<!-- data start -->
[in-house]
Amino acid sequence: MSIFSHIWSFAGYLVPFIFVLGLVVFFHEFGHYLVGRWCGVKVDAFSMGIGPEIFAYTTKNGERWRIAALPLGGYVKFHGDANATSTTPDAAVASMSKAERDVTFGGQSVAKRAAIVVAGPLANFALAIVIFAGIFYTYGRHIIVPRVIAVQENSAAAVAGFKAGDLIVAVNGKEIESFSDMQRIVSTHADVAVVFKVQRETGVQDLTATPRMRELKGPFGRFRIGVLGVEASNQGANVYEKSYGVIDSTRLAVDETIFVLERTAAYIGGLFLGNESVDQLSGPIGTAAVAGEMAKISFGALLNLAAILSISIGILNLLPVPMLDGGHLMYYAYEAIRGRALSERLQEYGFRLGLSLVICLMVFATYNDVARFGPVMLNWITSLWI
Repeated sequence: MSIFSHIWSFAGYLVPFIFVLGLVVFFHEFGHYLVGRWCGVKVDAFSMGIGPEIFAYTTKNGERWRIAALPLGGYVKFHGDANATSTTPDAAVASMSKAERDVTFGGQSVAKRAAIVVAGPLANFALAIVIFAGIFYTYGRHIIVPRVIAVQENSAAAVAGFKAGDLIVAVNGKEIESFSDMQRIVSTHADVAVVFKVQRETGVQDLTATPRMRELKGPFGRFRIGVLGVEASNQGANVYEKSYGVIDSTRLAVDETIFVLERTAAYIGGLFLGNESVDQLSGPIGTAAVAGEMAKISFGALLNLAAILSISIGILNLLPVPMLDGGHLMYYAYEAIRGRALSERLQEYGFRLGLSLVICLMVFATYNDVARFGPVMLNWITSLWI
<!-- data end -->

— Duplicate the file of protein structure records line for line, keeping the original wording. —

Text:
[in-house]
Amino acid sequence: MSIFSHIWSFAGYLVPFIFVLGLVVFFHEFGHYLVGRWCGVKVDAFSMGIGPEIFAYTTKNGERWRIAALPLGGYVKFHGDANATSTTPDAAVASMSKAERDVTFGGQSVAKRAAIVVAGPLANFALAIVIFAGIFYTYGRHIIVPRVIAVQENSAAAVAGFKAGDLIVAVNGKEIESFSDMQRIVSTHADVAVVFKVQRETGVQDLTATPRMRELKGPFGRFRIGVLGVEASNQGANVYEKSYGVIDSTRLAVDETIFVLERTAAYIGGLFLGNESVDQLSGPIGTAAVAGEMAKISFGALLNLAAILSISIGILNLLPVPMLDGGHLMYYAYEAIRGRALSERLQEYGFRLGLSLVICLMVFATYNDVARFGPVMLNWITSLWI
Repeated sequence: MSIFSHIWSFAGYLVPFIFVLGLVVFFHEFGHYLVGRWCGVKVDAFSMGIGPEIFAYTTKNGERWRIAALPLGGYVKFHGDANATSTTPDAAVASMSKAERDVTFGGQSVAKRAAIVVAGPLANFALAIVIFAGIFYTYGRHIIVPRVIAVQENSAAAVAGFKAGDLIVAVNGKEIESFSDMQRIVSTHADVAVVFKVQRETGVQDLTATPRMRELKGPFGRFRIGVLGVEASNQGANVYEKSYGVIDSTRLAVDETIFVLERTAAYIGGLFLGNESVDQLSGPIGTAAVAGEMAKISFGALLNLAAILSISIGILNLLPVPMLDGGHLMYYAYEAIRGRALSERLQEYGFRLGLSLVICLMVFATYNDVARFGPVMLNWITSLWI